The harmony that Adam and Eve enjoyed with God’s creation, the peaceful dominion they were given over it, is not broken. “Cursed is the ground because of you.” The fracture between Adam and creation reflects the fracture between God and Adam. Where Adam’s work was toil-less, it is now toilsome. While the earth was once wonderfully subdued, it now yields grudgingly. Where it was once only fruitful and abundant, it now offers the challenge of thorns and thistles. And while Adam was once bestowed with imperishable flesh, his sin limits the life span of his body. Having rejected God’s blessings, he has chosen to place his hope in the dust from which he was fashioned.

We know Adam and Eve were placed as the crowns of God’s good creation, but as the crown goes, so goes the creation. Their sin brings the curse to us all, and the curse is found far as east is from west. What Adam and Eve enjoyed before the Fall is often referred to by the Hebrew word shalom. The fullness of this word means peace, harmony, wholeness, completeness, prosperity, welfare, and tranquility. There is a sense of soundness, and an absence of agitation or discord; a state of calm without anxiety or stress. Shalom has been said to be God’s word for total satisfaction in life. This is the abundant life Jesus promised! (John 10:10)

The order God established in creating the universe and us as its inhabitants is certainly reflected in the Law – it is there summarized in the command not to eat of the tree of the knowledge of good and evil – but it is bigger than mere legal commands. Prior to the Fall, Adam and Eve were stewards of the creation God had given them in a way that accurately reflected God’s glory. The way they cultivated the garden, tirelessly drawing forth from it the very best of fruits, was a reflection of the way God drew forth Adam and Eve’s best. The whole place ran like a well-oiled machine.

Their sin, however, threw a wrench in the gears. The relationship Adam and Eve had with creation itself was broken at the precise moment their relationship with God was broken:

“Therefore the Lord sent him out from the Garden of Eden to work the ground from which he was taken. He drove out the man, and at the east of the Garden of Eden He placed the cherubim and a flaming sword that turned every way to guard the way to the tree of life.” (Genesis 3:23-24)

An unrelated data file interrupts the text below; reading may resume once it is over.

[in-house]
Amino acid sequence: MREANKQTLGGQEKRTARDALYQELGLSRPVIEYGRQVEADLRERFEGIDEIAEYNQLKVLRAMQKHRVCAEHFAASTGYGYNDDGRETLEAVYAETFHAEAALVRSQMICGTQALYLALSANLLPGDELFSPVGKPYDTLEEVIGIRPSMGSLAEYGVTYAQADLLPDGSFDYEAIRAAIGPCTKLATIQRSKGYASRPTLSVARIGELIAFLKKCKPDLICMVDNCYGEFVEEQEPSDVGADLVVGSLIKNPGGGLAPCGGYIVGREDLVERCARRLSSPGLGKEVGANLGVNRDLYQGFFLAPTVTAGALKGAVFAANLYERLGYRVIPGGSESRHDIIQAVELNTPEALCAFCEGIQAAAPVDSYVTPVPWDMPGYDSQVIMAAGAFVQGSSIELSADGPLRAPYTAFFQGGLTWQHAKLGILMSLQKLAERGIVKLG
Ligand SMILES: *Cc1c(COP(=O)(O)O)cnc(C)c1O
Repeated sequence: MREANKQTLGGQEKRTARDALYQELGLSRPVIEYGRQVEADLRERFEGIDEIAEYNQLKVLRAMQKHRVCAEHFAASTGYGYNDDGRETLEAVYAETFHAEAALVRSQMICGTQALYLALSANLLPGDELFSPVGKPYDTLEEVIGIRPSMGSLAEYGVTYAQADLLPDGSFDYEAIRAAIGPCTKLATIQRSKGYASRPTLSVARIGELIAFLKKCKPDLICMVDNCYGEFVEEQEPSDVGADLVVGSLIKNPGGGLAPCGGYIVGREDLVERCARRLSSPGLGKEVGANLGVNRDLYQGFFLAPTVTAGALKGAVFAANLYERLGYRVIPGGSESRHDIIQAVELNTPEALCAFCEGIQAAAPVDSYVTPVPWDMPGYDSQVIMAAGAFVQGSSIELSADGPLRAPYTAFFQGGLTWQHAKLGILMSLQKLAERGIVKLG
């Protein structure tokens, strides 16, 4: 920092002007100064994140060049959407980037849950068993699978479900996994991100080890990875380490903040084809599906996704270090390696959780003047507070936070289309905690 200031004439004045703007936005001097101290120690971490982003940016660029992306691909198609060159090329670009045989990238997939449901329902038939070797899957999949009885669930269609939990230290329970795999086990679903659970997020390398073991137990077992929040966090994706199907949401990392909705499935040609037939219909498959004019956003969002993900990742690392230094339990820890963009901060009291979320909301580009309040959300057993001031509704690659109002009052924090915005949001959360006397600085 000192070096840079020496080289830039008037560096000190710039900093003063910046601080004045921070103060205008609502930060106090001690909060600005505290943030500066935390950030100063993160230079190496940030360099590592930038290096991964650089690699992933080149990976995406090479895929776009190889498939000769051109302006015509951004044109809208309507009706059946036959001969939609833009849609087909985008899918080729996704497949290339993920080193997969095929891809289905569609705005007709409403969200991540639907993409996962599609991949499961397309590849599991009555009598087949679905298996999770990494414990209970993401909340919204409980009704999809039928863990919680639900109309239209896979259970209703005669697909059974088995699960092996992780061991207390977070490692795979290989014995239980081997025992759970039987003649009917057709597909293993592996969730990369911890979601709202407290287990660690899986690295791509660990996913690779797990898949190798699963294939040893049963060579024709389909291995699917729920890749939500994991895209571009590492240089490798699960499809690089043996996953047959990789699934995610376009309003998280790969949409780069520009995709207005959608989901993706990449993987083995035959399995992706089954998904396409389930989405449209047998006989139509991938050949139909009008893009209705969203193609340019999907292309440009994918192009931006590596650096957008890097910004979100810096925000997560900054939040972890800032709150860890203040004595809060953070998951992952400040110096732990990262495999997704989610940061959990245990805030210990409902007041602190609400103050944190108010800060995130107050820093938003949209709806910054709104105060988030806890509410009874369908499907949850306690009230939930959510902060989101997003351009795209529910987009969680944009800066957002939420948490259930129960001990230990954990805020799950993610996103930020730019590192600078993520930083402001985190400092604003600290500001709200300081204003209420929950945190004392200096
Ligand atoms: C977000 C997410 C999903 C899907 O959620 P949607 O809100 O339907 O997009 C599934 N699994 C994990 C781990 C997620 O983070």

Today, every person is searching for meaning, significance, and happiness. Man’s pursuit of these ideals can morph into some of the most self-centered and perverse avenues ever known. Whatever label we put on it, however we personally identify with it, we all are seeking fulfillment. And this search for fulfillment alone should tell us that there is an actual fulfillment to be had. Happiness is the driving force behind everything we do. Anything we do has the desire for happiness at its center. Even distasteful things we do are done because we see them ultimately as preferable and more conducive to happiness than the alternatives.

When sin entered the world and fractured it, Romans 1:23 tells us that you and I exchanged the infinite creator God for His creation. We settled for temporary fleeting pleasures rather than for what is eternal and soul-satisfying. Almost all of us, whether we’ll admit it or not, have bought into the philosophy that what we need to finally make us happy is more of what we already possess. This is nuts! It’s all meaningless. After all, God has put eternity into man’s heart. (Ecclesiastes 3:11) At some level, in the deepest parts of our soul, we remember what life was like before the Fall. At some really deep level, our sould has this impression cut into it by the finger of God, like the grooves on a record, encoding the memory of what it was like before sin entered into the world. We remember, at a really deep level, that at one time we were full, and at one time we were happy, and at one time there was nothing weighing us down. Our souls are outright groaning to get back there. We have a God-shaped hole in our soul.